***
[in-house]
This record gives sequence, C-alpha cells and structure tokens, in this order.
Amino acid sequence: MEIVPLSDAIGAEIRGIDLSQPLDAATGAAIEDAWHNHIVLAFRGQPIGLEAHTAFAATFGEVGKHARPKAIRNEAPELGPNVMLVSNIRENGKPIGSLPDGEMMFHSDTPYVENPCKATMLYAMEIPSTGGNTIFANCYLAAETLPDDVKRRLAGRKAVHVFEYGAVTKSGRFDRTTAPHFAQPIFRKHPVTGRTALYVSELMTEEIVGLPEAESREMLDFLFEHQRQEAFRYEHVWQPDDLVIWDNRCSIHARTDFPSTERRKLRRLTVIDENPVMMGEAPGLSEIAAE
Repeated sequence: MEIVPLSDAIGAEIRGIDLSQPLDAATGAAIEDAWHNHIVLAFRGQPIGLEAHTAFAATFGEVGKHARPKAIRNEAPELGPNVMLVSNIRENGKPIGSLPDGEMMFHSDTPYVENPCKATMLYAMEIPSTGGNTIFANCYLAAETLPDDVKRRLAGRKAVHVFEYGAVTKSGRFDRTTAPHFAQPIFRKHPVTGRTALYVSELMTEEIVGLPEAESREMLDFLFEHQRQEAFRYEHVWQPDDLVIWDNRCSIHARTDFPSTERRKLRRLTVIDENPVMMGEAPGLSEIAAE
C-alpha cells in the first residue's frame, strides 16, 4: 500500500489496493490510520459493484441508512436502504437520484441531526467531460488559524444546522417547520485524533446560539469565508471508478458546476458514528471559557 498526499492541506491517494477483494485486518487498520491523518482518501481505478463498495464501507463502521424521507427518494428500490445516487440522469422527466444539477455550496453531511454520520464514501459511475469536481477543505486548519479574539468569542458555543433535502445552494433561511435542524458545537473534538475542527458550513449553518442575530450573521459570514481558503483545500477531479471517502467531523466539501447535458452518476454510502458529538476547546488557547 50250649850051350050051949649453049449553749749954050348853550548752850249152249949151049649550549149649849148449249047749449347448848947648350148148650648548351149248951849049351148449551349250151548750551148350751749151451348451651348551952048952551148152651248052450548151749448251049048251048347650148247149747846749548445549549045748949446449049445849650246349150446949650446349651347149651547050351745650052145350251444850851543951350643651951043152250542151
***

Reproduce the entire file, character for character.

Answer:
[in-house]
This record gives sequence, C-alpha cells and structure tokens, in this order.
Amino acid sequence: MEIVPLSDAIGAEIRGIDLSQPLDAATGAAIEDAWHNHIVLAFRGQPIGLEAHTAFAATFGEVGKHARPKAIRNEAPELGPNVMLVSNIRENGKPIGSLPDGEMMFHSDTPYVENPCKATMLYAMEIPSTGGNTIFANCYLAAETLPDDVKRRLAGRKAVHVFEYGAVTKSGRFDRTTAPHFAQPIFRKHPVTGRTALYVSELMTEEIVGLPEAESREMLDFLFEHQRQEAFRYEHVWQPDDLVIWDNRCSIHARTDFPSTERRKLRRLTVIDENPVMMGEAPGLSEIAAE
Repeated sequence: MEIVPLSDAIGAEIRGIDLSQPLDAATGAAIEDAWHNHIVLAFRGQPIGLEAHTAFAATFGEVGKHARPKAIRNEAPELGPNVMLVSNIRENGKPIGSLPDGEMMFHSDTPYVENPCKATMLYAMEIPSTGGNTIFANCYLAAETLPDDVKRRLAGRKAVHVFEYGAVTKSGRFDRTTAPHFAQPIFRKHPVTGRTALYVSELMTEEIVGLPEAESREMLDFLFEHQRQEAFRYEHVWQPDDLVIWDNRCSIHARTDFPSTERRKLRRLTVIDENPVMMGEAPGLSEIAAE
C-alpha cells in the first residue's frame, strides 16, 4: 500500500489496493490510520459493484441508512436502504437520484441531526467531460488559524444546522417547520485524533446560539469565508471508478458546476458514528471559557 498526499492541506491517494477483494485486518487498520491523518482518501481505478463498495464501507463502521424521507427518494428500490445516487440522469422527466444539477455550496453531511454520520464514501459511475469536481477543505486548519479574539468569542458555543433535502445552494433561511435542524458545537473534538475542527458550513449553518442575530450573521459570514481558503483545500477531479471517502467531523466539501447535458452518476454510502458529538476547546488557547 50250649850051350050051949649453049449553749749954050348853550548752850249152249949151049649550549149649849148449249047749449347448848947648350148148650648548351149248951849049351148449551349250151548750551148350751749151451348451651348551952048952551148152651248052450548151749448251049048251048347650148247149747846749548445549549045748949446449049445849650246349150446949650446349651347149651547050351745650052145350251444850851543951350643651951043152250542151